The divorce between Bill Gates and Melinda French Gates could cause the leadership of their charitable foundation to fracture if the former couple are unable to work together, The Wall Street Journal reports.
Bill & Melinda Gates Foundation CEO Mark Suzman said on Wednesday that the organization has decided on a contingency plan "to ensure the continuity of the foundation's work."
"If after two years either decides they cannot continue to work together as co-chairs, French Gates will resign her position as co-chair and trustee," he added.
Suzman said that if that happened, Bill Gates would essentially be buying out Melinda French Gates, who would get "personal resources" that would be "completely separate from the foundation's endowment" for her own charity work in return.
"I believe deeply in the foundation's mission and remain fully committed as co-chair to its work," she said in a statement to the Journal.
Suzman noted to the newspaper that "Even in the last two months they've been working together very successfully with me and the executive leadership team."
He added in a letter to the foundation's employees that "clearly they will need to be people with strong, independent, credible points of view and perspectives" to take part in strategy discussions and further the organization's "understanding of the foundation's roles and responsibilities in the wider world at a time there is greater scrutiny and discussion about the appropriate role of philanthropy."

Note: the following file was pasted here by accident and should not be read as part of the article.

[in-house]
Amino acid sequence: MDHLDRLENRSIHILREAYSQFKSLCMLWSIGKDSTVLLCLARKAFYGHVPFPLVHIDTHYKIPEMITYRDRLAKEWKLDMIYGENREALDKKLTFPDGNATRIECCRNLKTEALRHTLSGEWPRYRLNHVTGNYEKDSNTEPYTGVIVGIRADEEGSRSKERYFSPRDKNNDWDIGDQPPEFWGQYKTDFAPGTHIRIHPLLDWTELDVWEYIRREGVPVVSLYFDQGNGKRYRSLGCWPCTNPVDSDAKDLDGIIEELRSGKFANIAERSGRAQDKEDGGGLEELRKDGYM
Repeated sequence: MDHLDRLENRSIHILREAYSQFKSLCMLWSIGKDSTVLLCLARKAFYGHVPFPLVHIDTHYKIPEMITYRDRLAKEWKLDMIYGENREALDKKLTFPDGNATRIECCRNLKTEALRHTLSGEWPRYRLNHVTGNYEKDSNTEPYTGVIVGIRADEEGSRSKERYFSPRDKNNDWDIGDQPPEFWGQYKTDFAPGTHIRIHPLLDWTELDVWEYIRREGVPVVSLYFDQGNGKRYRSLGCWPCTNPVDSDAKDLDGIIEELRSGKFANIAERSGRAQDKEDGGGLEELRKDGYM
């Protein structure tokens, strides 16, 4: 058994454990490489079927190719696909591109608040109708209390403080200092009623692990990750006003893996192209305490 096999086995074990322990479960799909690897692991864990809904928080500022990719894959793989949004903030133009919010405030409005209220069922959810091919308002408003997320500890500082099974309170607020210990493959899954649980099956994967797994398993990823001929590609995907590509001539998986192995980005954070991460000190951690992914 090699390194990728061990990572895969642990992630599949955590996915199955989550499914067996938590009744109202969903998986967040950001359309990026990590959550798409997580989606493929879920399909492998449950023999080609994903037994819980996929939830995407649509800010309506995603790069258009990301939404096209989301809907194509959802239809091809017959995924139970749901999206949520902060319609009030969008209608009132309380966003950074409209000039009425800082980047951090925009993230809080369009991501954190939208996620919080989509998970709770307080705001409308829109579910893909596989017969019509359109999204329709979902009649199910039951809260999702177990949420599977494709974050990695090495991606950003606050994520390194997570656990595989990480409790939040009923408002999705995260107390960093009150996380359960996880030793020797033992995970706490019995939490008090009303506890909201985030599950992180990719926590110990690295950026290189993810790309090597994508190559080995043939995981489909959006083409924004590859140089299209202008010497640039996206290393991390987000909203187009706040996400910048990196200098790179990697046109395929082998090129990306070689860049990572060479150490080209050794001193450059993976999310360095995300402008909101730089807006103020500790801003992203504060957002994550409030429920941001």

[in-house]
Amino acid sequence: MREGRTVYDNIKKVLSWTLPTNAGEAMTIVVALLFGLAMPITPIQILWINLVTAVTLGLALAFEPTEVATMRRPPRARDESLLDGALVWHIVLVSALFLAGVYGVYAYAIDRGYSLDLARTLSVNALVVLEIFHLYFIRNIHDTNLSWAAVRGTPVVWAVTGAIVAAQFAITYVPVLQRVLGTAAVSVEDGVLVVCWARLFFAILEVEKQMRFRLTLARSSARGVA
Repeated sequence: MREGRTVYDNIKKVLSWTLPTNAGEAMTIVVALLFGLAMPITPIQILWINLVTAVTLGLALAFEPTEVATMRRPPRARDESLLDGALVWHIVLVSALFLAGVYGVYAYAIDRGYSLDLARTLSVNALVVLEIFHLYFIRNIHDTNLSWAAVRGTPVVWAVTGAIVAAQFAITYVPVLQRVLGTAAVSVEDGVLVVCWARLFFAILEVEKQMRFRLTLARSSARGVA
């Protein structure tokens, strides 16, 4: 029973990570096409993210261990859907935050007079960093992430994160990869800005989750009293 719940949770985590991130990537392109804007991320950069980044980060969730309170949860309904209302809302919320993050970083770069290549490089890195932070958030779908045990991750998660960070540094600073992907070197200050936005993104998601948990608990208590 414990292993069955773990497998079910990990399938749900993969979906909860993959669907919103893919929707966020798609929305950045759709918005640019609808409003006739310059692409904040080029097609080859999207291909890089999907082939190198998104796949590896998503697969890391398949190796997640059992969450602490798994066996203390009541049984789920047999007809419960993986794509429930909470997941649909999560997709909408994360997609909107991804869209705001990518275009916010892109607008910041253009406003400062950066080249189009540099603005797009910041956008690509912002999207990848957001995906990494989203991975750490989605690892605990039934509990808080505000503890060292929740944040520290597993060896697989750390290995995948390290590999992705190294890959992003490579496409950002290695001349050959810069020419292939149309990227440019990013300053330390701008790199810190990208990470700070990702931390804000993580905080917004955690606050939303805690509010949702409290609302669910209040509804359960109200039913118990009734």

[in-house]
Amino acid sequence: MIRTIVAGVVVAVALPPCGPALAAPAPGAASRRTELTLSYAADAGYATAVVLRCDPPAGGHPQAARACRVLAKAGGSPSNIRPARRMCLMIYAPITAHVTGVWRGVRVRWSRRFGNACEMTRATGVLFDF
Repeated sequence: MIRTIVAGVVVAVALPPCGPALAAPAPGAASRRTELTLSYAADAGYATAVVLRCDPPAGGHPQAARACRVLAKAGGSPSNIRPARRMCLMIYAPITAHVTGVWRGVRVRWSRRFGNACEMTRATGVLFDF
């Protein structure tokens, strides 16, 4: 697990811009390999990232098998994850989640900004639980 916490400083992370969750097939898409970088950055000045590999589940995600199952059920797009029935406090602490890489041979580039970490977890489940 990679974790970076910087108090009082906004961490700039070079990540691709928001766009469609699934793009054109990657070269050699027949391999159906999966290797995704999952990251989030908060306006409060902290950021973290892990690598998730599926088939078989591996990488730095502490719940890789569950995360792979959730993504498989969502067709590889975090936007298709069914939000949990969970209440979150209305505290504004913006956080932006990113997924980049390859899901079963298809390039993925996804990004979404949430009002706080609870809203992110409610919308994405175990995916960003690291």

French Gates is the co-chair of the company Pivotal Ventures and in 2019 she announced a $1 billion investment in gender equality to be spread over 10 years.
"The world has been fighting for gender equality for decades, but progress has been slow," Ms. French Gates said in a statement before giving a speech in Paris on Wednesday, according to the Journal.
In comments to the Journal, Suzman described the Bill & Melinda Gates Foundation as "their fourth child," and said that gender equality "is an issue which has been growing and growing in importance for" the organization.
The foundation recently lost a major investor, billionaire Warren Buffett, who announced his resignation as a trustee last month.
"My goals are 100% in sync with those of the foundation, and my physical participation is in no way needed to achieve these goals," he wrote in a statement.
Theodore Bunker ✉
Theodore Bunker, a Newsmax writer, has more than a decade covering news, media, and politics.
© 2023 Newsmax. All rights reserved.